Listen to Ornette Coleman’s experimental ‘Free Jazz’ outing – two jazz quartets playing simultaneously through the left and right speakers – and it becomes surprisingly easy to track the individual players, the Audiolab providing a high level of instrumental separation while never losing its grip on the subtle interplay going on between the individual musicians.


CONCLUSION
Audiolab’s Q-DAC is a very impressive piece of equipment. It takes all that’s good about the company’s renowned M-DAC, omits a few features but shaves a good chunk off the price.
    It boasts a superb level of detail retrieval with excellent dynamics and an agile delivery – but stays precise and controlled at all times.
    The various filter options also give the user the ability to tailor the sound to their individual taste which proves remarkably useful the more you experiment.
    Partner it with the M-PWR and you have the basis of a very good system indeed – one that sounds much more powerful and well-honed than its paper specifications might suggest.
    In absolute terms the Q-DAC is the star of the show here – and capable of being paired with amplifiers costing twice the price or more of the M-PWR.
    But factor in their matching cosmetics and obvious synergy and it’s easy to see why many people would look to pair them together. If that’s you, the chances are you won’t be disappointed.


Audiolab Q-DAC     £400 (U.K.)


OUTSTANDING – amongst the best

VALUE - keenly priced

VERDICT

All the sonic assurance of Audiolab’s lauded M-DAC but with a saving of some £200 makes the Q-DAC a veritable bargain. One of the best DACs around at the price.

FOR
- detailed sound
- clean, clear presentation
- range of filter options
- pre-amp capability

AGAINST
- no remote
- little else at the price


AUDIOLAB UK

+44 (0)1480 447700

www.audiolab.co.uk


Measured by our Rohde&Schwarz UPV, the world's most advanced audio analyser

MEASURED PERFORMANCE
Like the M-DAC tested in our Oct 13 issue, the Q-DAC has seven filters, three for optimal time domain response and the rest widest frequency response, with minor variations of behaviour within each filter set.
    Optimal time domain filters avoid ringing, including pre-ringing, and sound best, having an easier, more natural sound than traditional filters like Optimal Spectrum that give extended bandwidth, as used in CD players.
    In the Q-DAC Optimal Spectrum possessed the widest bandwidth of 43kHz with 192kHz sample rate digital, and a slow roll down in output all the way up to the 96kHz upper theoretical limit.
    The optimal time domain filters reduce bandwidth but this did not affect the audio band up to 20kHz with high resolution digital, using sample rates of 88.2kHz and above. It is with CD that the optimal time domain filters affect audible response, rolling off audio above 8kHz. This gives an obviously warm sound, but also a more organic feel than is common from CD, as the admired Chord DAC64 once did.
    Output at +4dB (maximum) on the output level control measured a high 3.25V, and 2V at 0dB. The maximum setting raised the signal well above the output noise floor, giving the best measured EIAJ Dynamic Range value, an impressive 121dB with 24bit digital.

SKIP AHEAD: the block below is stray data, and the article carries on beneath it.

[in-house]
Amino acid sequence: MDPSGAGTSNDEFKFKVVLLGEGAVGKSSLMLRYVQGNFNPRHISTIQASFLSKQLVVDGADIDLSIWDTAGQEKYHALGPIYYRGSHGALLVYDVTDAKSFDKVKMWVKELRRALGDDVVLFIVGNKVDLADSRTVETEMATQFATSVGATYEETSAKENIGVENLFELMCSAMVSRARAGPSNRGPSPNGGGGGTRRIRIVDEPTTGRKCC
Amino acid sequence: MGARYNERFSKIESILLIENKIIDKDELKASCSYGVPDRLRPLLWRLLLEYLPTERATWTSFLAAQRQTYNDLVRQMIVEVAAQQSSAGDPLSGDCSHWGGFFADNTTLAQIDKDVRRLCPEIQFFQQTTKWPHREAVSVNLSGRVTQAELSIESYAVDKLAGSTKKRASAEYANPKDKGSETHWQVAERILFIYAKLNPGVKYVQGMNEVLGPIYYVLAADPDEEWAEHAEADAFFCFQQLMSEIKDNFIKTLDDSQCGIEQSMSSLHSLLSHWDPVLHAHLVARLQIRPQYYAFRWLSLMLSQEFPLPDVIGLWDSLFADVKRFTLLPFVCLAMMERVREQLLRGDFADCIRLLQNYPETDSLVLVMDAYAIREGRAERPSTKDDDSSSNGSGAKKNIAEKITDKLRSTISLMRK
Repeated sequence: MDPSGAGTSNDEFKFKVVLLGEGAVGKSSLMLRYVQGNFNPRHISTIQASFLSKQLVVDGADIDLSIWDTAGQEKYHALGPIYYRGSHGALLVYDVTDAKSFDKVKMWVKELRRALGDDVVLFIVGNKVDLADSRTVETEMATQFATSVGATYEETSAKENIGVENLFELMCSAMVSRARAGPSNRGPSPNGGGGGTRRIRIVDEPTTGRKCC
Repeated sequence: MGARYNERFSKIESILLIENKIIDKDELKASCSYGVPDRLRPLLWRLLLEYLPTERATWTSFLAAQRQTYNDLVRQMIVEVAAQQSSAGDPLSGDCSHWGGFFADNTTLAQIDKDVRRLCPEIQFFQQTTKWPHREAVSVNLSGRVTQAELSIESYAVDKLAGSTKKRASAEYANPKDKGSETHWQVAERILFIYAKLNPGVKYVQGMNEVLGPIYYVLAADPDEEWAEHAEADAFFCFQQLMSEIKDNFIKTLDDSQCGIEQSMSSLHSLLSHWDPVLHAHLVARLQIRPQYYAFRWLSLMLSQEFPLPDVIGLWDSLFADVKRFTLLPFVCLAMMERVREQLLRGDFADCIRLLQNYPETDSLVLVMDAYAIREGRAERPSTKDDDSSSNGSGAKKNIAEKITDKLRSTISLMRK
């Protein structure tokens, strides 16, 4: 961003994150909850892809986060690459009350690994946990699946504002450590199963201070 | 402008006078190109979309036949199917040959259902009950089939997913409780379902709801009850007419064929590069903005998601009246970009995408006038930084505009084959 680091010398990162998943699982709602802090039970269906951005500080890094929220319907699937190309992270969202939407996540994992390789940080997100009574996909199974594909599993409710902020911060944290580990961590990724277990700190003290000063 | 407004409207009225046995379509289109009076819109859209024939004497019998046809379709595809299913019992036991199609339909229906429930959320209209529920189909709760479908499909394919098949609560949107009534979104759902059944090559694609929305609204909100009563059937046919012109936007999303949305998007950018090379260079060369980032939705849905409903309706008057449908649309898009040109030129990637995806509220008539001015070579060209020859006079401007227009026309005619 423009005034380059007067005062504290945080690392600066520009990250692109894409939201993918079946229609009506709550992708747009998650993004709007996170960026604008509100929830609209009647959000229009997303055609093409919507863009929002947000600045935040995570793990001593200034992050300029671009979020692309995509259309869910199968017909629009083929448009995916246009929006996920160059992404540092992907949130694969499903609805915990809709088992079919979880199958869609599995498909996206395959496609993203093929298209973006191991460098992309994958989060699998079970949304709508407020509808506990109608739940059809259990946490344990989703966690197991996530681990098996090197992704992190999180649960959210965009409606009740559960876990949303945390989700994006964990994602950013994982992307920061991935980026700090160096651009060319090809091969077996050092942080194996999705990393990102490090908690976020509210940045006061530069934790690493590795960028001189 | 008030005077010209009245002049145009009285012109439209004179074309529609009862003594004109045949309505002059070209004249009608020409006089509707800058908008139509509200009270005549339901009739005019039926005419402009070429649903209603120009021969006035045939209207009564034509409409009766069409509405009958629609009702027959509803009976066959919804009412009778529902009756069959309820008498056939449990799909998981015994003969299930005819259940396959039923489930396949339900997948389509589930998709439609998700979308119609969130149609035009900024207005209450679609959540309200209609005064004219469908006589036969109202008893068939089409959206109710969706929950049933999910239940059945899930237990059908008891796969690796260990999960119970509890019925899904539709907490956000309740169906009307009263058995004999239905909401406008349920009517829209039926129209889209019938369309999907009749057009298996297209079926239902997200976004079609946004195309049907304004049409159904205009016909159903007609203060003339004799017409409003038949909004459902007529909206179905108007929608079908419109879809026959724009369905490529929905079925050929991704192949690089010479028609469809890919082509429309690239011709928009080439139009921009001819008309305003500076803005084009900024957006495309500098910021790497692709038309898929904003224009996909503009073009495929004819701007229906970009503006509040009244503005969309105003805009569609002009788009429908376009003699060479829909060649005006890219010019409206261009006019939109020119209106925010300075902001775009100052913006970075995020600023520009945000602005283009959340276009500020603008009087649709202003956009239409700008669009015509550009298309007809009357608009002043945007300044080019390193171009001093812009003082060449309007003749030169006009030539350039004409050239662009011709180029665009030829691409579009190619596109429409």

The TOSLINK optical digital input worked up to 176.4kHz sample rate, but would not accept 192kHz. The electrical input worked to 192kHz without difficulty though, as did USB.
    Distortion levels were low, especially with 24bit, where the Q-DAC managed a -60dB value of just 0.02%. Just compare this with CD at 0.23% and you get some idea why high resolution digital is so much better than CD – ten times better in this area.
    The Q-DAC measured well in all respects, possessing a wide range of useful filters. It is little worse in performance than the more expensive M-DAC, so it looks to be good value. NK


Frequency response (-1dB)
192k sample rate       2Hz-43kHz

Distortion (%)    16/24 bit
0dB                        0.002/0.002   

-60dB                         0.23/0.02
Separation (1kHz)          115dB
Noise (IEC A)                -120dB
Dynamic range (EIAJ)    121dB
Output                               3.2V

 

FREQUENCY RESPONSE, 192kHz sample rate

 

DISTORTION, 24bit, -60dB

 

DYNAMIC RANGE (EIAJ, –60.827dB – 60dB = 121dB)

 
Comments (1)
Philips Test CD
1Saturday, 06 September 2014 06:13
Michael Krauss
Dear Experts!

With great interest I read some of your tests on CD players. You mention that you use special Test CDs for CD and SACD performance measurements.

I wonder where I could buy such a Test CD. Can you give me a hint and advice where to buy these items?

Thank you for your help in advance.
Sincerely
Michael Krauss


Sadly, the answer is "no". Philips produced the best test CDs (Denon, Technics and a few others too) but these were never made available to the public, at least in any obvious manner. In the end Philips would not even release test CDs and SACDs to those they felt might use them to criticise the medium.

There is a modern solution. Use Audacity to generate test signals and burn them to CD. It works.